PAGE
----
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Songwriter Cynthia Weil is famous for singles including "We Gotta Get Out of This Place" for The Animals and "Walking in the Rain" for The Ronettes.
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Born in New York City in 1940, Cynthia Weil began writing hit songs in the 1960s and went on to have a long and diverse career as a composer. Her early singles include "We Gotta Get Out of This Place" for The Animals and "Walking in the Rain" for The Ronettes. She continued writing into the 1980s, however, and helped write songs such as "Running With the Night" for Lionel Ritchie. Many of her best-known songs were written in partnership with her husband and fellow composer Barry Mann.
When you feel good about what you've written, there is just no high that is greater.
Songwriter. Born October 18, 1940, in New York City and raised on the Upper West Side, Cynthia Weil began her long and prolific songwriting career when she was in her early 20s. She started out working at Frank Loesser's music publishing company, but her remarkable ability to pen lyrics that went to the core of human emotion and experience eventually led her to Aldon Music. Aldon, a company whose name is a blend of its cofounders, Al Nevins and Don Kirshner, was a hot spot of songwriting in the early 1960s, producing hits that have since been proven to have decades-long staying power. Weil joined a team of fellow greats nicknamed the "Brill Building Writers," joining Carole King, Gerry Golfin, Neil Sedaka, Phil Spector, Jerry Lieber, Mike Stoller, and Howie Greenfield in challenging convention while taking pop music to new heights.
For Cynthia Weil, though, the most important songwriter in the Brill Building was Barry Mann, an immensely talented composer. The two became a songwriting team in 1960 and soon began churning out hits at the same time as their professional partnership became personal. Weil later remembered that an instant crush on Mann was actually the reason she joined Aldon Music: "While I was writing with Teddy, Barry came up with Harry Greenfield to play him a song. So I said, 'So who's the cute guy?' I asked who he was, and if he had a girlfriend and the whole thing. Judy Tannen, who was the receptionist there, said, 'Well he writes for a friend of mine named Don Kirshner. So why don't you go up there and maybe you'll see him and get him to ask you out.' I went up there, actually stalking Barry, and ended up with a career. But it all begins with lust!"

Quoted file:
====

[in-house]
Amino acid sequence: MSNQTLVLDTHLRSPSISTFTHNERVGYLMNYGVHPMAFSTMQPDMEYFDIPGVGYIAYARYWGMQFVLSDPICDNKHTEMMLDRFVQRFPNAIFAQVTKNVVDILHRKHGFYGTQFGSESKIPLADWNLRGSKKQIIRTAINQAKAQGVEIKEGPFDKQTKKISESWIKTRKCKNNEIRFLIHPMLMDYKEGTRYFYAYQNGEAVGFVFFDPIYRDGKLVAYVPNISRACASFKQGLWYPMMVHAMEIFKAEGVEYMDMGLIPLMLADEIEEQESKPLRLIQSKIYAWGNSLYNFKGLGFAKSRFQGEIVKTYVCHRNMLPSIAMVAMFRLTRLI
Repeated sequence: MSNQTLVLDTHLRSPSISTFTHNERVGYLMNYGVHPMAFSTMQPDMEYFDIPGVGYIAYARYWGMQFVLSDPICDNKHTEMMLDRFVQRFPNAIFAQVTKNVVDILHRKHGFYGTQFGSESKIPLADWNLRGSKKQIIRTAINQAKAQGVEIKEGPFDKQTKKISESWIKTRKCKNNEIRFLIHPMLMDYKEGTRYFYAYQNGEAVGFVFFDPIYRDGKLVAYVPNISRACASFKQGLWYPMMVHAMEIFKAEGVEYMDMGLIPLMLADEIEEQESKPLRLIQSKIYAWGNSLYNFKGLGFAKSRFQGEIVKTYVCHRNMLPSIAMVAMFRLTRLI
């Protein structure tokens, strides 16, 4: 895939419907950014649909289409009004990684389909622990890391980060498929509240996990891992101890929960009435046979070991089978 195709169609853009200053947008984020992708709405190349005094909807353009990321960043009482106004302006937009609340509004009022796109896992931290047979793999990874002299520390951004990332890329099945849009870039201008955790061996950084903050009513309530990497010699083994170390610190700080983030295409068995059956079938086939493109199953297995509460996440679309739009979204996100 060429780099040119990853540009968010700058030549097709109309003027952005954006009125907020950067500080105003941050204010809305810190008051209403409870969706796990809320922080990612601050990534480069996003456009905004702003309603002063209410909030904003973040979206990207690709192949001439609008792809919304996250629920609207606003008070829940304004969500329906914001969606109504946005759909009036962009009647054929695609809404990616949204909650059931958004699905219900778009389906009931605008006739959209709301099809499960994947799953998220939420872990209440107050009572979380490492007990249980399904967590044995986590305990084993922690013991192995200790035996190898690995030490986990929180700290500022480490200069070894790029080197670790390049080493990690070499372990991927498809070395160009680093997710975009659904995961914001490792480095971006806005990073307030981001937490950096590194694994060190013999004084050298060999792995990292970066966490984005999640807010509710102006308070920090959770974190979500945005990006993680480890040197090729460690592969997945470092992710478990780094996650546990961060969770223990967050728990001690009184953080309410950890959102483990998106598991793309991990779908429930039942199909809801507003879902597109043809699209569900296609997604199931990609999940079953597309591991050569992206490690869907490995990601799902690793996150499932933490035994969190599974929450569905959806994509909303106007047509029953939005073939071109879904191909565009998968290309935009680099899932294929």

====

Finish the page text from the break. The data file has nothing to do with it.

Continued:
By 1961, the pair's relationship had blossomed into full-blown romance and they married in August of that year. The couple continued working at Aldon Music, writing hit after hit in the heady, chaotic and creative environment of the Brill Building: "It was kind of like songwriter's boot camp. You had to produce. You had to produce fast. You had to learn. You made a lot of mistakes, and you wrote a lot of crap. But it was all part of the learning process." Their best friends and biggest competitors were Gerry Golfin and Carole King, another husband-wife songwriting team at Aldon. Mann and Weil would go on to enjoy one of the most successful songwriting careers in history; the two are said to be responsible for the sale of 200 million records worldwide.
Mann and Weil enjoyed huge success through the 1960s, writing smash singles such as "We Gotta Get Out of This Place" for The Animals, "Uptown" for The Crystals, "On Broadway" for The Drifters, and "Walking in the Rain" for The Ronettes.
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American society experienced a revolution in the late 1960s and early 70s, especially for African-Americans and women. Janis Joplin was the finest white blues singer of her generation; female singer-songwriters like Carole King and Joni Mitchell shared their innermost thoughts and feelings; Aretha Franklin emerged as the Queen of Soul; and Bonnie Raitt established herself as both a strong vocalist and a brilliant guitarist. Through their music, the women of this era created the soundtrack of social progress.
Influential Female Musicians of the 1960s 17 people in this group
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Famous Songwriters and Composers 463 people in this group